Published:May 16, 2017 6:16 pm
Over 3,000 youngsters die every day, totalling 1.2 million deaths a year, from largely preventable causes, according to a new report from the World Health Organization (WHO).
Around 1.2 billion people, or one in every six persons, are adolescents aged between 10 to 19 years.
The report entitled ‘Global accelerated action for the health of adolescents (AA-HA!): Guidance to support country implementation’, was scheduled to be launched on Tuesday in Canada at the Global Adolescent Health Conference: Unleashing the Power of a Generation.
The report states that the biggest causes of death among adolescents are road traffic injuries, lower respiratory infections and suicide, which caused respectively 115,302, 72,655 and 67,149 deaths.
While most of these deaths could be prevented with good health services, education and social support, in many cases, adolescents who suffer from mental health disorders, substance abuse or poor nutrition cannot obtain critical prevention and care services — either because the services do not exist, or because they do not know about them.
“Adolescents have been entirely absent from national health plans for decades,” said Flavia Bustreo, Assistant Director-General, WHO.
“Relatively small investments focused on adolescents now, will not only result in healthy and empowered adults, who will thrive and contribute positively to their communities, but it will also result in healthier future generations, yielding enormous returns,” Bustreo added.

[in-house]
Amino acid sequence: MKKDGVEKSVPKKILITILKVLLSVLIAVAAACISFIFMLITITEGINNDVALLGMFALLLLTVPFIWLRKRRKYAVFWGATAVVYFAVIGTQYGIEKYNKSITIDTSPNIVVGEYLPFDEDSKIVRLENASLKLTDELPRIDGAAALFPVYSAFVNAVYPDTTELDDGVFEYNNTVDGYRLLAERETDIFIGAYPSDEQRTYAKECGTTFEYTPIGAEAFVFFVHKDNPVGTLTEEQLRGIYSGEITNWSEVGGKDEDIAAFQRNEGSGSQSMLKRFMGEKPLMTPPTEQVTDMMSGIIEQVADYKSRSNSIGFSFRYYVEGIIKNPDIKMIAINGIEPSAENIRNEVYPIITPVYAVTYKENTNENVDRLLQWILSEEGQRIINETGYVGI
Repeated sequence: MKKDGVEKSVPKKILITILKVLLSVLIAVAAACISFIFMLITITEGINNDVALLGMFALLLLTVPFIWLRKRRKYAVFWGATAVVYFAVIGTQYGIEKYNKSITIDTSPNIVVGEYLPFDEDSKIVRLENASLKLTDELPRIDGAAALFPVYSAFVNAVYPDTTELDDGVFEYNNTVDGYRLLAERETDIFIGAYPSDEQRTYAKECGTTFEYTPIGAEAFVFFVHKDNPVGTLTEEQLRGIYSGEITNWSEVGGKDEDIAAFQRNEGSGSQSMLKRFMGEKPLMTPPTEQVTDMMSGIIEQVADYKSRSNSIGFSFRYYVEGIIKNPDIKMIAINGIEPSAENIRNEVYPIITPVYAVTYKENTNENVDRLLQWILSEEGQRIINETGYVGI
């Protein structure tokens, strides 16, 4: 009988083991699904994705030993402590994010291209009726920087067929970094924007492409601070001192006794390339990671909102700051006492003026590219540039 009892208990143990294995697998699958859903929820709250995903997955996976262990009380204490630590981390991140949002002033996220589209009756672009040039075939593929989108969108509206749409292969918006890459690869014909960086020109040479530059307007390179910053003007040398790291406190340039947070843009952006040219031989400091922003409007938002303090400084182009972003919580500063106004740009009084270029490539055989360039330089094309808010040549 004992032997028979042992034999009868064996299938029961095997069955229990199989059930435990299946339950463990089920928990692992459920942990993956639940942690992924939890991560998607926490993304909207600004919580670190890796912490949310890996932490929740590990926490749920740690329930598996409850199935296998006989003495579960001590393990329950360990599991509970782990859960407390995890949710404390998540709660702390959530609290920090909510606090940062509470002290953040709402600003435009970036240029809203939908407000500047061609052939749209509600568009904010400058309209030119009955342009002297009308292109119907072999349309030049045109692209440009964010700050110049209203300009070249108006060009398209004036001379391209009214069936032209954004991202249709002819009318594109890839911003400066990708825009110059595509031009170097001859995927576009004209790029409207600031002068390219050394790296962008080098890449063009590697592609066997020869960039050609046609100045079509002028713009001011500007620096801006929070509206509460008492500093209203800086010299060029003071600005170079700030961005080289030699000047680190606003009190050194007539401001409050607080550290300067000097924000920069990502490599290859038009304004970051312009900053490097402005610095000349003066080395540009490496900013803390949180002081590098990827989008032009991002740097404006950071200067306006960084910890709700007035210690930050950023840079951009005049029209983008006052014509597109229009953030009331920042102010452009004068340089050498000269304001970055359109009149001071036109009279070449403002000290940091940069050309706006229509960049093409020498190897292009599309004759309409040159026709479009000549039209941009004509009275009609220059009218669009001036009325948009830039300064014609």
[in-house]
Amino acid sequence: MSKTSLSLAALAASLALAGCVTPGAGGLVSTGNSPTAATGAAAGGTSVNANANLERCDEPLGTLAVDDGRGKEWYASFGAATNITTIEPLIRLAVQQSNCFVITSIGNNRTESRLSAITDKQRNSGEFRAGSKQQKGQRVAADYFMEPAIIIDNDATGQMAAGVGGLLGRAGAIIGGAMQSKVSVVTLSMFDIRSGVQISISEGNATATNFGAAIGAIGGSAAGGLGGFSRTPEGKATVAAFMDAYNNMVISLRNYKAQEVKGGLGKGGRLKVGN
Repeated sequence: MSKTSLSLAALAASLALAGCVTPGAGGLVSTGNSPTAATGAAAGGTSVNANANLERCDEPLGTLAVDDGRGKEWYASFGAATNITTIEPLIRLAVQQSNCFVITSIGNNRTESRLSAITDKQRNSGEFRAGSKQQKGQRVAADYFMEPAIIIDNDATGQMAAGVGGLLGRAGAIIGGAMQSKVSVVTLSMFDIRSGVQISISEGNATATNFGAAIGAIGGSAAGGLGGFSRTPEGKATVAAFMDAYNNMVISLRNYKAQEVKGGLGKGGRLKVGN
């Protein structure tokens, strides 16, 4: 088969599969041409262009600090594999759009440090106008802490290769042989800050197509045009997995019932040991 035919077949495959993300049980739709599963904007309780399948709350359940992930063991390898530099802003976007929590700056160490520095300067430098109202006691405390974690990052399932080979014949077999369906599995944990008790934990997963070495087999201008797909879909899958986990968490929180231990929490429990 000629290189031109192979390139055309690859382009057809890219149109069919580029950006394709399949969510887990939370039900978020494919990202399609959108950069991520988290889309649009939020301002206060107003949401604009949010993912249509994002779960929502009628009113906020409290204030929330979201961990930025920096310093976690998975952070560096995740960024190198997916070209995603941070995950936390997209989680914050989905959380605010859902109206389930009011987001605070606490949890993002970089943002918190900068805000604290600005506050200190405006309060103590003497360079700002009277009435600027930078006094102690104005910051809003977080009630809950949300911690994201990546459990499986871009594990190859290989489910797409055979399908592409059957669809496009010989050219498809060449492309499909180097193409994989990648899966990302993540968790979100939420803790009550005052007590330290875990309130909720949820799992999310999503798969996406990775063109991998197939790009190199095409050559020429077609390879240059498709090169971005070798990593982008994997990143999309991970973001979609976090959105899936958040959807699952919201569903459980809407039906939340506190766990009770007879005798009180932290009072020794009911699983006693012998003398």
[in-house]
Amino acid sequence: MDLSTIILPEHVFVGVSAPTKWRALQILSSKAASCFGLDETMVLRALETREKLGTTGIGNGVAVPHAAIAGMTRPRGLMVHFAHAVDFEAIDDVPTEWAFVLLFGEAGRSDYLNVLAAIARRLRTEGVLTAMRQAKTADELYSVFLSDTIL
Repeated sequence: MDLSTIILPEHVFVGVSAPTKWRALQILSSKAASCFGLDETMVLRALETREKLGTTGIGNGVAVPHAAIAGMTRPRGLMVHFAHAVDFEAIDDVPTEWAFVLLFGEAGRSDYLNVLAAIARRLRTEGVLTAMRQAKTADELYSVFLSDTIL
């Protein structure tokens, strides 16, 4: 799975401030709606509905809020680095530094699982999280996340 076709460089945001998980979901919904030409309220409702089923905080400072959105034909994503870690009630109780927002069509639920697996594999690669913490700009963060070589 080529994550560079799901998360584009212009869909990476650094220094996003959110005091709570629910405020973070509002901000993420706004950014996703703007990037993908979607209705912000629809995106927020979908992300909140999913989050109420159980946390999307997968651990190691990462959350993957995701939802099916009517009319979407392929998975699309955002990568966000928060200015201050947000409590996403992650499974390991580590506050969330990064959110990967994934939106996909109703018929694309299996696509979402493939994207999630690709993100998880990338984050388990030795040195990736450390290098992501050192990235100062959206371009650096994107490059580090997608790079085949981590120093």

Interventions such as seat-belt laws to comprehensive sexuality education can help countries to improve the health and well-being of their adolescents and dramatically cut unnecessary deaths, the report recommended.
Besides these causes, in low- and middle-income countries in Africa, communicable diseases such as HIV/AIDS, lower respiratory infections, meningitis and diarrhoeal diseases are the biggest killers.
The leading cause of death for younger adolescent girls aged between 10-14 years are lower respiratory infections, such as pneumonia — often a result of indoor air pollution from cooking with dirty fuels.
For girls in the 15 to 19 years age group, it is pregnancy complications, such as haemorrhage, sepsis, obstructed labour and complications from unsafe abortions that cause the deaths, the report said.
Adolescents are also at very high risk of self-harm and suicide as it is the leading or second cause of adolescent death in Europe and South-East Asia.
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